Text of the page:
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Nature of New England                           


                     

Nature Journal

Notes about birds, mammals, wildflowers, insects, and more
 
 
Sunday, March 16, 2003
 

Woke up early this morning to the sound of the barred owl. It was at a distance and moving away. It only hooted for a short while and then was silent.

Went back to sleep and when I woke at my usual time, there was a house finch singing its warbling song outside my window. I enjoyed the serenade! Have been seeing both the male and female house finch at the feeder over the past couple of days.

 
 
Saturday, March 15, 2003
 
CoyoteThe coyotes were yipping and yapping over on the next ridge last night.

It sounded like a small group, and they were moving pretty quickly along the ridge - which made me
think they might be chasing something.
 
 
Friday, March 14, 2003
 
As spring approaches, some of us are thinking about good places to go birding. Here's a website that has information about birding hotspots around the world. You'll find a list of U.S. hotspots by state here.
 
 
Thursday, March 13, 2003
 
CaterpillarHere's a photo of what might be the caterpillar of the Giant Leopard Moth (Ecpantheria scribonia) - crawling along on the snow near a neighbor's house. I took this photo yesterday when the temperature was in the low 40's.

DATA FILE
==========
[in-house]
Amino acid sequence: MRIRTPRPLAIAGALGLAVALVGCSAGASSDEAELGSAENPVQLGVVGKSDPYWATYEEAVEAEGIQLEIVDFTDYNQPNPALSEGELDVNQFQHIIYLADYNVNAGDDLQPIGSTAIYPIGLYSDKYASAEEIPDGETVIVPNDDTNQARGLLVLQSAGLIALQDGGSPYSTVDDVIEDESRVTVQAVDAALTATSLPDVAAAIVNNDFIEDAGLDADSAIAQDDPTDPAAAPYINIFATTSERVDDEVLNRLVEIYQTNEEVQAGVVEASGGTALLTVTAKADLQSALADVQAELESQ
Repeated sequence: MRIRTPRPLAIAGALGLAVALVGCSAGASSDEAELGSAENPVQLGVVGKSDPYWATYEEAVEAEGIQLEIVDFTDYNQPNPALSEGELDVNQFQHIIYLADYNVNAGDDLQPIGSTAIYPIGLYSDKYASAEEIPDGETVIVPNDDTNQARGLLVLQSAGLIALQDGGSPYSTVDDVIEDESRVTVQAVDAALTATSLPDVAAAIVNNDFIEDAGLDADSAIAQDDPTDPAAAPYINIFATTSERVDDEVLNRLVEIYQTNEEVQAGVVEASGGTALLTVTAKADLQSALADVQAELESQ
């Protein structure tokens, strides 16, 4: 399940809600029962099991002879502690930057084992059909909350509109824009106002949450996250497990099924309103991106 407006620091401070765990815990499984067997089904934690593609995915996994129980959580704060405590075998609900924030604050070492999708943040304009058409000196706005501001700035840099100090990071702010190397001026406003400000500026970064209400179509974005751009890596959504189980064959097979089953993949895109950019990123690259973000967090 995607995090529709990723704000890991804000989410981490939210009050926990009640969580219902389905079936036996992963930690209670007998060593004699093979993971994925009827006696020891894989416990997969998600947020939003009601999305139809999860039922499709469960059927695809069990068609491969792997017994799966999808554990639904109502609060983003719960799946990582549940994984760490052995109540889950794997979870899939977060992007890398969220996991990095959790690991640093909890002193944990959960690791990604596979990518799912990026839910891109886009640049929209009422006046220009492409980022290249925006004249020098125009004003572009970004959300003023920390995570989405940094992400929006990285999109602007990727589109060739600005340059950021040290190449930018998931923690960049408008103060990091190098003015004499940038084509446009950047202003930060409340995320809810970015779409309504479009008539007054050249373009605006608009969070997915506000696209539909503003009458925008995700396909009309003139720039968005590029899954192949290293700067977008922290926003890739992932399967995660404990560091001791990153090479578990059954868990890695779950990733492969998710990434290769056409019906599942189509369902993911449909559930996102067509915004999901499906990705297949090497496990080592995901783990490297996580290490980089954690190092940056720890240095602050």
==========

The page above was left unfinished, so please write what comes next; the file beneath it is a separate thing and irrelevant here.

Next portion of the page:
If this caterpillar had curled up, I'd be
more certain of the identification - because
then you can see the red bands on
its body.

Here's a photo of the adult Giant Leopard Moth. If you click on the link in the lower left corner, you'll also see an image of the caterpillar. (And it's much better than my fuzzy photo!).

This moth is in the same family (Arctiidae) as the Isabella Tiger Moth (Pyrrharctia Isabella), the larva of which is commonly called the Woolly Bear Caterpillar.

 
 
Wednesday, March 12, 2003
 
Here's an interesting site for tracking the signs of spring - including the migration of monarch butterflies, hummingbirds, and other birds such as the red-winged blackbird, oriole, and bald eagle. It includes tracking maps for some of the species.
 
 
Tuesday, March 11, 2003
 
Whitetail DeerContinue to see the whitetail deer on almost a daily basis. Until recently, had been seeing them in groups of two or three. I believe that, in most cases, this was a doe with her growing fawn or fawns.

Am now seeing groups of 5 or 6 deer
at a time. Other years, I've noticed the
same thing. Around this time, I start seeing
larger groups of deer together. Sometimes there
will be nine or more in one group.
 
 
Monday, March 10, 2003
 
The eastern phoebe should be arriving pretty soon - probably within the next week or 10 days. The phoebe is one of the first migrant birds to return to New England.

The males arrive before the females and begin singing their spring song. With the leaves off the trees, this is a good time to observe them and learn where their territories are.
 
 
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